In the run-up to the Nagoya conference, the participants prepared an introduction to their World Heritage Site and the region around it in an imaginative and creative way – making use of photos, comics, videos, songs, haiku poems or stories. From this material, a colourful and engaging exhibition of the young person’s perspective on natural World Heritage Sites was developed. This formed part of the exhibition at CEPA Fair at COP10 and travelled the world afterwards.
In October, in parallel with COP10, the young participants will meet each other for the first time. They will live and work together at the foot of the iconic Mount Fuji during 10 days in close relationship with nature. Besides getting to know the spectacular cultural landscape of Fujisan and problems in its conservation, they will also engage in artistic activities like a dance choreography or musical performances.
Participants will prepare a dance piece that conveys what the group as an ensemble understands by the world’s natural treasures we want to safeguard. At Mt Fuji, they will work under the guidance of professional choreographers to create this unique piece of dance art.
Together with Japanese artists, they will jointly create the second part of the exhibition at CEPA Fair, a magnificent wooden treasure box that can be filled with each participants gifts from their home World Heritage Site. Their main concern will be to discuss general issues of World Heritage Sites and biodiversity conservation and present their messages to politicians and media representatives on stage in Nagoya during the high level segment of COP10.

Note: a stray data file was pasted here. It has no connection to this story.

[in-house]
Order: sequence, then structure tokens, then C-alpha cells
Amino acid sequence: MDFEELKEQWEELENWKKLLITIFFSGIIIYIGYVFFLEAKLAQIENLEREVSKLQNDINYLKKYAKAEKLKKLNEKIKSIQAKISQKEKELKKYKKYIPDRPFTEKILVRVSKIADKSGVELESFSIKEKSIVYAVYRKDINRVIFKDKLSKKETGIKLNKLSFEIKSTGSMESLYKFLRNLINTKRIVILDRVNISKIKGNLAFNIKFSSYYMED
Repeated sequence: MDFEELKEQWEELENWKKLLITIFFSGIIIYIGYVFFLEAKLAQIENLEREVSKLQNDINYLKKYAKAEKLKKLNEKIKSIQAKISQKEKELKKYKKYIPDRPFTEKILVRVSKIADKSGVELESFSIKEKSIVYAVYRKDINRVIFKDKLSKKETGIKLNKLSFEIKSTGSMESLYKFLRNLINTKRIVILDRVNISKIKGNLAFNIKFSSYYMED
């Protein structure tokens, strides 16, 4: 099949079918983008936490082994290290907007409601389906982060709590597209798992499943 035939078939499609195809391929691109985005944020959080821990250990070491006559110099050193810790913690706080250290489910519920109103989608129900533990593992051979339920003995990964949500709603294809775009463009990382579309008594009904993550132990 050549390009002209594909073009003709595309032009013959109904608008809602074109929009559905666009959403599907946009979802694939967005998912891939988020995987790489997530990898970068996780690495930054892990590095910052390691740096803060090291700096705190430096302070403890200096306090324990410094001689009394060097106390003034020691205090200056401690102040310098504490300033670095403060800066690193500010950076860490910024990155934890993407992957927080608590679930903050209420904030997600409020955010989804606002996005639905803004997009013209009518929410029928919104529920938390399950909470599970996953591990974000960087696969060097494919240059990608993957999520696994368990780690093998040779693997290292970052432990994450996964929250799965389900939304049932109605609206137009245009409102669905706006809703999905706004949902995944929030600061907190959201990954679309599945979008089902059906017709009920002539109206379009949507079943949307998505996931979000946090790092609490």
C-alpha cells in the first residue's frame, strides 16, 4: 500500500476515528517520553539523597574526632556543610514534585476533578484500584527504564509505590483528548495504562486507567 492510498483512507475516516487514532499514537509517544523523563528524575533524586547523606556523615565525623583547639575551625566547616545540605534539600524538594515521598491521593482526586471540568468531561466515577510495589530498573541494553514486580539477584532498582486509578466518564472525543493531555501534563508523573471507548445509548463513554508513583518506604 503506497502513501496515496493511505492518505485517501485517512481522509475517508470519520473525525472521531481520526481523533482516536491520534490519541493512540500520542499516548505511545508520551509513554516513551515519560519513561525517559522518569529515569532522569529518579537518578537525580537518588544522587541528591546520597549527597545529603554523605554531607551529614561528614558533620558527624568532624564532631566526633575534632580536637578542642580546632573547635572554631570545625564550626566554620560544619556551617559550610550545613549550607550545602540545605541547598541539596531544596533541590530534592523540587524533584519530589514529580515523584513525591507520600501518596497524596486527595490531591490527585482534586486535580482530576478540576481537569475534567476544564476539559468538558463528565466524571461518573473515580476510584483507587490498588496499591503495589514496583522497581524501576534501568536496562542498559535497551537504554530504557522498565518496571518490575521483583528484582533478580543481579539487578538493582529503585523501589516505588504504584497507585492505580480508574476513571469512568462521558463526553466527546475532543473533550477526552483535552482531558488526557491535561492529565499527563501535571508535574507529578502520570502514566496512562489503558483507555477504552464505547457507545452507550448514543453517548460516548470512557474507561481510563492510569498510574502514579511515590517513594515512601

All participants of the International Youth Forum were at COP10 from 25 – 28 October. There, they had meetings with politicians, discussed with experts in side-events, presented their declaration in high-level meetings, accompanied their exhibition on World heritage sites, showed their dance choreography and engaged with civil society and the media.
In order to ensure continuity and to stimulate sharing and dissemination of experience, participants of the last summit and other young people are involved in the organisation and execution of the project. The Go4BioDiv-team was allocated an important role in the analysis and further communication of the results following Nagoya. Together with participants, the Go4Biodiv team edited a 100-page brochure on natural World Heritage Sites , including the experiences and activities of the Youth Forum and the Messengers. It will be published in April 2012 under the title ‘Our Treasures at Risk’.
The network of enthusiastic and deeply committed young people engaged in biodiversity and World Heritage conservation is established.